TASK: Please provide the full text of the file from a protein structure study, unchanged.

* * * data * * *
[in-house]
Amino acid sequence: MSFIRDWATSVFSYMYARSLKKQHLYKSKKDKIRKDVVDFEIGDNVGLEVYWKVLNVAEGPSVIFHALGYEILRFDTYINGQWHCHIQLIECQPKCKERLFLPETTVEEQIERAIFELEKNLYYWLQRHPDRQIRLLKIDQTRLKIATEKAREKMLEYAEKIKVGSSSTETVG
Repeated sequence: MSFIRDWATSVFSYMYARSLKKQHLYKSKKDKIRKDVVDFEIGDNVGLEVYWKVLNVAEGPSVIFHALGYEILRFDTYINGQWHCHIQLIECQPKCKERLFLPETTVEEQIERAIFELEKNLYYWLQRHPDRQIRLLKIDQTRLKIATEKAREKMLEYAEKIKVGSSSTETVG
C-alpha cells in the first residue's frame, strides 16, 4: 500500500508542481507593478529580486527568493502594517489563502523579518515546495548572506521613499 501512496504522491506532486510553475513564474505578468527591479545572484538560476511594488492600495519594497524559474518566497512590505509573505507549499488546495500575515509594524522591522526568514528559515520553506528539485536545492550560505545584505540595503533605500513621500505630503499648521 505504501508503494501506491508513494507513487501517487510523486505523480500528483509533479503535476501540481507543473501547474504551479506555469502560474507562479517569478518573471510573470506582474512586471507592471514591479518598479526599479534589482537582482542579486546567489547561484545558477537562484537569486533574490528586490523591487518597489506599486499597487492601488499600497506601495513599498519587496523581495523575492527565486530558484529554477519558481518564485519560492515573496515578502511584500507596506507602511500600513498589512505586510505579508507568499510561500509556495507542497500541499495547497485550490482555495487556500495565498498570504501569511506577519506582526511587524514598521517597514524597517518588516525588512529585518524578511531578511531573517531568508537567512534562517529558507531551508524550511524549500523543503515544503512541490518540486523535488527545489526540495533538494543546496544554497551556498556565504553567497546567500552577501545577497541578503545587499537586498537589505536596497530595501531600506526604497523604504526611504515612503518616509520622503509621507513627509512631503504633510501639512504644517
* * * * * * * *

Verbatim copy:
[in-house]
Amino acid sequence: MSFIRDWATSVFSYMYARSLKKQHLYKSKKDKIRKDVVDFEIGDNVGLEVYWKVLNVAEGPSVIFHALGYEILRFDTYINGQWHCHIQLIECQPKCKERLFLPETTVEEQIERAIFELEKNLYYWLQRHPDRQIRLLKIDQTRLKIATEKAREKMLEYAEKIKVGSSSTETVG
Repeated sequence: MSFIRDWATSVFSYMYARSLKKQHLYKSKKDKIRKDVVDFEIGDNVGLEVYWKVLNVAEGPSVIFHALGYEILRFDTYINGQWHCHIQLIECQPKCKERLFLPETTVEEQIERAIFELEKNLYYWLQRHPDRQIRLLKIDQTRLKIATEKAREKMLEYAEKIKVGSSSTETVG
C-alpha cells in the first residue's frame, strides 16, 4: 500500500508542481507593478529580486527568493502594517489563502523579518515546495548572506521613499 501512496504522491506532486510553475513564474505578468527591479545572484538560476511594488492600495519594497524559474518566497512590505509573505507549499488546495500575515509594524522591522526568514528559515520553506528539485536545492550560505545584505540595503533605500513621500505630503499648521 505504501508503494501506491508513494507513487501517487510523486505523480500528483509533479503535476501540481507543473501547474504551479506555469502560474507562479517569478518573471510573470506582474512586471507592471514591479518598479526599479534589482537582482542579486546567489547561484545558477537562484537569486533574490528586490523591487518597489506599486499597487492601488499600497506601495513599498519587496523581495523575492527565486530558484529554477519558481518564485519560492515573496515578502511584500507596506507602511500600513498589512505586510505579508507568499510561500509556495507542497500541499495547497485550490482555495487556500495565498498570504501569511506577519506582526511587524514598521517597514524597517518588516525588512529585518524578511531578511531573517531568508537567512534562517529558507531551508524550511524549500523543503515544503512541490518540486523535488527545489526540495533538494543546496544554497551556498556565504553567497546567500552577501545577497541578503545587499537586498537589505536596497530595501531600506526604497523604504526611504515612503518616509520622503509621507513627509512631503504633510501639512504644517